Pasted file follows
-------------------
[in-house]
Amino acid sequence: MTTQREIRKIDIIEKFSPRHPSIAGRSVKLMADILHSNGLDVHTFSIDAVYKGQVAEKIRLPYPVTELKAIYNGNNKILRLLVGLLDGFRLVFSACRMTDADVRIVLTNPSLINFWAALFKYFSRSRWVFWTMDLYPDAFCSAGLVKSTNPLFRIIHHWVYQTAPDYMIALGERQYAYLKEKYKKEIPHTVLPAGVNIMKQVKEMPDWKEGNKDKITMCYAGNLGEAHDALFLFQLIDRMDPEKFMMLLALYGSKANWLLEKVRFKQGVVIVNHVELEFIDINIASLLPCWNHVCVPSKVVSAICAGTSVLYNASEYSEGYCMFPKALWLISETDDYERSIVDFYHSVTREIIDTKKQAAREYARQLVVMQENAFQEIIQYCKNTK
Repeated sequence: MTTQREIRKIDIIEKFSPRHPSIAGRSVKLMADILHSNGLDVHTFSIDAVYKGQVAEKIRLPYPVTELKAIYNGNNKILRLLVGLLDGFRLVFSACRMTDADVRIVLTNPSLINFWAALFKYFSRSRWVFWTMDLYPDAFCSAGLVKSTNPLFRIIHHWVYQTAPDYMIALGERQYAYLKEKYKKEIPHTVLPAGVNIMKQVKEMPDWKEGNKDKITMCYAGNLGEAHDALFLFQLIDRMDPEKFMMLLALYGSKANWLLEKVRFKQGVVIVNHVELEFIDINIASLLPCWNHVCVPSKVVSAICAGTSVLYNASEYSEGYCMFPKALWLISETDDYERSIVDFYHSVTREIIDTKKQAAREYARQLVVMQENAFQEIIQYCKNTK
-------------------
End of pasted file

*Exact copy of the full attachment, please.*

[in-house]
Amino acid sequence: MTTQREIRKIDIIEKFSPRHPSIAGRSVKLMADILHSNGLDVHTFSIDAVYKGQVAEKIRLPYPVTELKAIYNGNNKILRLLVGLLDGFRLVFSACRMTDADVRIVLTNPSLINFWAALFKYFSRSRWVFWTMDLYPDAFCSAGLVKSTNPLFRIIHHWVYQTAPDYMIALGERQYAYLKEKYKKEIPHTVLPAGVNIMKQVKEMPDWKEGNKDKITMCYAGNLGEAHDALFLFQLIDRMDPEKFMMLLALYGSKANWLLEKVRFKQGVVIVNHVELEFIDINIASLLPCWNHVCVPSKVVSAICAGTSVLYNASEYSEGYCMFPKALWLISETDDYERSIVDFYHSVTREIIDTKKQAAREYARQLVVMQENAFQEIIQYCKNTK
Repeated sequence: MTTQREIRKIDIIEKFSPRHPSIAGRSVKLMADILHSNGLDVHTFSIDAVYKGQVAEKIRLPYPVTELKAIYNGNNKILRLLVGLLDGFRLVFSACRMTDADVRIVLTNPSLINFWAALFKYFSRSRWVFWTMDLYPDAFCSAGLVKSTNPLFRIIHHWVYQTAPDYMIALGERQYAYLKEKYKKEIPHTVLPAGVNIMKQVKEMPDWKEGNKDKITMCYAGNLGEAHDALFLFQLIDRMDPEKFMMLLALYGSKANWLLEKVRFKQGVVIVNHVELEFIDINIASLLPCWNHVCVPSKVVSAICAGTSVLYNASEYSEGYCMFPKALWLISETDDYERSIVDFYHSVTREIIDTKKQAAREYARQLVVMQENAFQEIIQYCKNTK